WARNING: If You Say This You’re Lying to Yourself

Wednesday, January 8th, 2014

self talk

The words that come out of your mouth are a good indication of what’s going on in your head. Some words are signals that you’re hiding – behind fears, behind stories you tell yourself, behind old habits.

It’s not because you’re bad. It’s because that’s what we do.

We lie to ourselves to protect us from a truth we think we can’t handle.

You have no control.

You’re unlovable.

You’re a fraud. You’re unworthy.

You’re doing it wrong.

These are the lies we hide from. But the longer you hide, the more power those beliefs have.

The best way to disprove the lies is to drag them into the light, to let yourself be vulnerable and authentic in your head and in your relationships.

Look for the clues. Listen for the signs that you’re wading through garbage in your own head.

“I feel like…”

You’re not saying how you feel, you’re saying what you think. There’s a difference.

You say “I feel like you’re going to leave.” What you really mean is, “I think you’re going to leave.” What you might feel is scared or helpless.

The worst part of “I feel like…” is that it’s usually used when you are really making an effort to communicate. You’re trying to open yourself up, but you’re only getting as far as your head.

Say what you feel.

“I should…”

Stop it.

Should means you’re being guided by outside influences without stopping to think about your own values and priorities.

Should is pretending you’re a victim of obligation instead of embracing your choices.

Don’t should on yourself.

Don’t should on anyone else either.

“I always…”

No one always does anything.

The words always and never rob you of perspective and make you forget that everything is temporary. Always turns disagreements into unsolvable problems. Always makes it easy to bully yourself for missteps.

Forget about always and never. Take a right-now sized bite out of it.

“You make me so…”

Nope.

Not happy, not sad, not angry.

No one makes you feel anything.

You might feel sad when something happens, but that emotional reaction is entirely about you and your view of the world. It’s a result of your buttons being pushed, buttons that are unique to you and your history.

Often there’s a story you tell yourself between his action and your feeling. The story is your fear. The story is the lie.

The story can be rewritten.

What are the stories you’re making up about yourself?

like this post love this book

  1. JodyR says:

    So true! I hate it when I should upon myself and I love the comment about nobody making you feel anything. Looking forward to reading your book!

  2. “Should” is such a sneaky word. There are countless times when I feel like I should be doing something, but I’ve grown to catch myself and reframe it. Even if I still feel like the action is valid, I am doing it for a different reason.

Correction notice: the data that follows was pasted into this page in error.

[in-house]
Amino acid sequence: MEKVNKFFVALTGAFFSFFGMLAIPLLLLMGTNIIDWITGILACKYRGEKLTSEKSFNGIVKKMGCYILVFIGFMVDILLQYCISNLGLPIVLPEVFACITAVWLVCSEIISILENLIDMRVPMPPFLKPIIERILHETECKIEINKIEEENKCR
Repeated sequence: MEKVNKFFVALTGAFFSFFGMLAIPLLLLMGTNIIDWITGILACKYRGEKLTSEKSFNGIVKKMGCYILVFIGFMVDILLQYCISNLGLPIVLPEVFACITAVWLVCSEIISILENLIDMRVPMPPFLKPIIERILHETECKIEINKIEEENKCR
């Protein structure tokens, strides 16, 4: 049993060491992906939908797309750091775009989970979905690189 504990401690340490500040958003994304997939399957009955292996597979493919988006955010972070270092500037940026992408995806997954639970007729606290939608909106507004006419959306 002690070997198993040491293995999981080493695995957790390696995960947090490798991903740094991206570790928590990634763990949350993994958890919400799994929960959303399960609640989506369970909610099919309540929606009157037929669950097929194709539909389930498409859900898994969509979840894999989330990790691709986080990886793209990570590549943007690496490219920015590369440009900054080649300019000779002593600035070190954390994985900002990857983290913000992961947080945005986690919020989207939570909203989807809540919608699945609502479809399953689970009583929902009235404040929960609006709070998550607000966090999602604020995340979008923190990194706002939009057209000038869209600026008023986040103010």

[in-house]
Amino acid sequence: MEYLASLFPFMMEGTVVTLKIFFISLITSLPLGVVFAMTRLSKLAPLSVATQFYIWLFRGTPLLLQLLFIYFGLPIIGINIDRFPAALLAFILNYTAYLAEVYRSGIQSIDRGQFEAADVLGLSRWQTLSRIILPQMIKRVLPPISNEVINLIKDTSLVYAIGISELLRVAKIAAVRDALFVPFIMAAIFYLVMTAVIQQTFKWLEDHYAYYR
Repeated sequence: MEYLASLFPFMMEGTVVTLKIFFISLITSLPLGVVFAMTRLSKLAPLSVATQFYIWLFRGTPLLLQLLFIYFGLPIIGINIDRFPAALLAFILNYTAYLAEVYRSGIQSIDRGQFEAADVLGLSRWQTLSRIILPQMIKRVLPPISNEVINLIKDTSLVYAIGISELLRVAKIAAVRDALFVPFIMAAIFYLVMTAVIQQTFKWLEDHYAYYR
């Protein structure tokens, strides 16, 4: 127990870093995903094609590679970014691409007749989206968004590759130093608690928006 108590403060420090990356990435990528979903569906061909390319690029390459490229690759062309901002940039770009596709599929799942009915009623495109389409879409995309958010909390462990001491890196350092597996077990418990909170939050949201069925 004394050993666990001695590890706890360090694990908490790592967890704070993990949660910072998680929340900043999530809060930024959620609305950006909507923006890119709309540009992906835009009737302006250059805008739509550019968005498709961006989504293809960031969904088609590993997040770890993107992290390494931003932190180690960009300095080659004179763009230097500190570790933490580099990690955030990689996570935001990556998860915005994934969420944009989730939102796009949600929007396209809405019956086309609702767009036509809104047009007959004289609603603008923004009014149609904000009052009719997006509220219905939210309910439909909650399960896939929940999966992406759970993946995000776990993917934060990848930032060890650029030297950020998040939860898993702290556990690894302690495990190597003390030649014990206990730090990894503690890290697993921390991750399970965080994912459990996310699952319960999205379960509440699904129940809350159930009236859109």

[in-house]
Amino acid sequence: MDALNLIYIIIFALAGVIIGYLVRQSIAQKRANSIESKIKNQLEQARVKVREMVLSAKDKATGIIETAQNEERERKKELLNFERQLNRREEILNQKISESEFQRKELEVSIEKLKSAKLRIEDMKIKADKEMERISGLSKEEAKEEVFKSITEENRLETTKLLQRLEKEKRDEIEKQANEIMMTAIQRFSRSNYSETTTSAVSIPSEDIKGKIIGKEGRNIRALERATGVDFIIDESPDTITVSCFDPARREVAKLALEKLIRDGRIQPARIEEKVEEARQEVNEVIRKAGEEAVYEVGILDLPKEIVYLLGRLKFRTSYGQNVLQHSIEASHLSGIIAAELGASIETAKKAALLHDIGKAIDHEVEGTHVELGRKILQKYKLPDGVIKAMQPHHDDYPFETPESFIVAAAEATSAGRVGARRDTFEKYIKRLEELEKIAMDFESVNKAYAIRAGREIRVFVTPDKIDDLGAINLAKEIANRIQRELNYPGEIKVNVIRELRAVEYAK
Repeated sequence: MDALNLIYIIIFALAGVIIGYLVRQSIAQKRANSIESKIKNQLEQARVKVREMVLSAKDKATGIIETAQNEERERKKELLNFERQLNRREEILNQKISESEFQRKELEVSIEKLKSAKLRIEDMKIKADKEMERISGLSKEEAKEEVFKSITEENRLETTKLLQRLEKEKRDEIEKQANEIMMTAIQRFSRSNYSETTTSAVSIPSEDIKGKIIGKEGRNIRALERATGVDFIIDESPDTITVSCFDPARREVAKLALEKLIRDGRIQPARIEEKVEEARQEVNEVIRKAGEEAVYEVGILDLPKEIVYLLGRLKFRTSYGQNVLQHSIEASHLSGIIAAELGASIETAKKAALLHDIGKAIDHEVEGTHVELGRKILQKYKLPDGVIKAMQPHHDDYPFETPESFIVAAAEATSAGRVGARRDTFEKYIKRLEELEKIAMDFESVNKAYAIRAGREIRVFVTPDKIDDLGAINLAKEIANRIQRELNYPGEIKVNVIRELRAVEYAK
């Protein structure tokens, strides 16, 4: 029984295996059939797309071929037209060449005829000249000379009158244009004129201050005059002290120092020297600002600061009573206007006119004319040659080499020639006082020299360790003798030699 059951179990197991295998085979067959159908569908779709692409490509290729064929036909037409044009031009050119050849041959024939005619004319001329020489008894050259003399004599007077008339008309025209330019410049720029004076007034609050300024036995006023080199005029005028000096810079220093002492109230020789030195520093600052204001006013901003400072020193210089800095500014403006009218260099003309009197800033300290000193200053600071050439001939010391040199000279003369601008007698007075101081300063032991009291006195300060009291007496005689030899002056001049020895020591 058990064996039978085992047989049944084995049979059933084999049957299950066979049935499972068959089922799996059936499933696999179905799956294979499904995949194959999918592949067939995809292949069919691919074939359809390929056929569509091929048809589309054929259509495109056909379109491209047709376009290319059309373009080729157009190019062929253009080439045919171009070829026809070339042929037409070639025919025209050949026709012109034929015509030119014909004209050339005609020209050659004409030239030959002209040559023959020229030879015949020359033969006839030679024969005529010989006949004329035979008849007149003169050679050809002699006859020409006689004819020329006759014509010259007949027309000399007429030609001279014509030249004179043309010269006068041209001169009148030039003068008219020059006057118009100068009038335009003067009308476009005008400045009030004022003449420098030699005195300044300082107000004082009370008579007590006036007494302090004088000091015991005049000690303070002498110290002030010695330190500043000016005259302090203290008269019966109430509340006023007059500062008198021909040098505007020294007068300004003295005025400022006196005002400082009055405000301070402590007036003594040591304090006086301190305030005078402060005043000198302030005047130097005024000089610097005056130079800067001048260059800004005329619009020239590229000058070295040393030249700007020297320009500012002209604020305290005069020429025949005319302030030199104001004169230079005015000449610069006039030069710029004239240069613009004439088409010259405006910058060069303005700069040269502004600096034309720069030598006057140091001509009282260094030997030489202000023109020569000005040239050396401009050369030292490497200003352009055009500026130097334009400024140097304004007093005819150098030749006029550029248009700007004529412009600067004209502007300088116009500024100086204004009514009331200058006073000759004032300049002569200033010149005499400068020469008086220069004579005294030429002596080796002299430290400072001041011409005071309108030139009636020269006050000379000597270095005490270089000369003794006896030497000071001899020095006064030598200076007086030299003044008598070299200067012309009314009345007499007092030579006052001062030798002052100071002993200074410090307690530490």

The one caveat I have for that is if I’m trying to accomplish a specific goal I’ve personally set out. In which case I “should” be doing something, or else it’s not going to happen. I “should” be leaving for work now, if I want to get there earlier than before.

    Good thoughts!
    Ryan Bonaparte’s most recent post: Where Passions Fit In Entrepreneurship

    • Britt Reints says:

      Ryan – it sounds like you’ve got the secret of the should figured out: you tie it to a goal or decision that you get to choose!

  3. Dawn says:

    This really spoke to me in a big way. Thank you for that.

  4. Cindy says:

    What is funny, is this all makes sense.

    Every single bit.

    But for me when I am in the moment of that self-talk with “I feel,” I really do feel those things in that moment and forget that that moment will change… eventually.

    & the “You make me so-” Wow. I never really thought about it that way. Something I really need to think about when thinking about certain individuals in my life.

    I love a good blog post that gets me thinking. Thanks!
    Cindy’s most recent post: My word. Or lack of.

    • Britt Reints says:

      “I feel…” isn’t necessarily the trip up. It’s when you’re trying to explain how you feel and you say “I feel LIKE…” What comes next is probably a thought process, a story of some kind, rather than an actual emotion. Those things aren’t BAD, and in fact it’s really useful to be able to recognize what those stories/thought processes are. I’ve just also found it’s super useful to be able to identify the difference between a thought and an emotion.

      You wouldn’t every say, for example, “I feel like sad.” You’d just say “I feel sad” or “I feel excited.”

      Both the thoughts and the feelings are true for you/me in the moment; I’ve just found it helpful to be able to recognize if it’s my head or my gut talking at the moment.

      Does that make any sense? lol

  5. Love these!! Eliminate should from your vocabulary – it’s pointless! If you think you should do something, then you will, there is no should. Also dislike whenever I think that someone made me feel a certain way, because that’s saying that they have complete control over my emotions – which of course they don’t
    Janine @ BreathOfOptimism’s most recent post: A Different Kind of New Year’s Resolution

    • Britt Reints says:

      “Also dislike whenever I think that someone made me feel a certain way, because that’s saying that they have complete control over my emotions”

      EXACTLY!!!!

      Taking responsibility for our stuff isn’t about taking on blame, but about taking back that POWER!!

  6. Loukia says:

    I always say I always make the wrong decision. I know that’s not totally accurate. And I always feel like I didn’t do something well enough.
    Loukia’s most recent post: That’s A Wrap!

    • Britt Reints says:

      It hurts my heart how hard you are on yourself sometimes, Loukia! You’re such a beautiful, big-hearted, hard working woman.

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